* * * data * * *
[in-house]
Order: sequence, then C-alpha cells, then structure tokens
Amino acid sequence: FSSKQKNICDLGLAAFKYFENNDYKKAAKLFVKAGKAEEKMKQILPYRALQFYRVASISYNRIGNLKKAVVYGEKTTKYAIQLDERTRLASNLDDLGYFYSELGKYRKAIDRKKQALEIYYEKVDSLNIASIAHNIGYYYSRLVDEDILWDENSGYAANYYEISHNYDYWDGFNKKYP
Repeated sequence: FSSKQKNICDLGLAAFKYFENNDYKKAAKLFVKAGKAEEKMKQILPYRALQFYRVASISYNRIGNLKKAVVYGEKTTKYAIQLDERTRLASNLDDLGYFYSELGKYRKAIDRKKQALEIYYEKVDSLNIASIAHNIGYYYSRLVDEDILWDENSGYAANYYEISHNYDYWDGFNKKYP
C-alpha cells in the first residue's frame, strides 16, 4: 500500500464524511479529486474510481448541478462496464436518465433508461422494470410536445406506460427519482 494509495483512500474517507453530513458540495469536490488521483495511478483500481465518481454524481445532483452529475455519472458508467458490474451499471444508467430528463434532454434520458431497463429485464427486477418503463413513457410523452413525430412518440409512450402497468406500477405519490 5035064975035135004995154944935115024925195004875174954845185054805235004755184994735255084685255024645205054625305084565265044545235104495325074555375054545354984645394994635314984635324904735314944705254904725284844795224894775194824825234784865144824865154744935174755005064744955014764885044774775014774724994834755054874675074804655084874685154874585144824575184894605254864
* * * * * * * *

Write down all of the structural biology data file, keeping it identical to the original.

[in-house]
Order: sequence, then C-alpha cells, then structure tokens
Amino acid sequence: FSSKQKNICDLGLAAFKYFENNDYKKAAKLFVKAGKAEEKMKQILPYRALQFYRVASISYNRIGNLKKAVVYGEKTTKYAIQLDERTRLASNLDDLGYFYSELGKYRKAIDRKKQALEIYYEKVDSLNIASIAHNIGYYYSRLVDEDILWDENSGYAANYYEISHNYDYWDGFNKKYP
Repeated sequence: FSSKQKNICDLGLAAFKYFENNDYKKAAKLFVKAGKAEEKMKQILPYRALQFYRVASISYNRIGNLKKAVVYGEKTTKYAIQLDERTRLASNLDDLGYFYSELGKYRKAIDRKKQALEIYYEKVDSLNIASIAHNIGYYYSRLVDEDILWDENSGYAANYYEISHNYDYWDGFNKKYP
C-alpha cells in the first residue's frame, strides 16, 4: 500500500464524511479529486474510481448541478462496464436518465433508461422494470410536445406506460427519482 494509495483512500474517507453530513458540495469536490488521483495511478483500481465518481454524481445532483452529475455519472458508467458490474451499471444508467430528463434532454434520458431497463429485464427486477418503463413513457410523452413525430412518440409512450402497468406500477405519490 5035064975035135004995154944935115024925195004875174954845185054805235004755184994735255084685255024645205054625305084565265044545235104495325074555375054545354984645394994635314984635324904735314944705254904725284844795224894775194824825234784865144824865154744935174755005064744955014764885044774775014774724994834755054874675074804655084874685154874585144824575184894605254864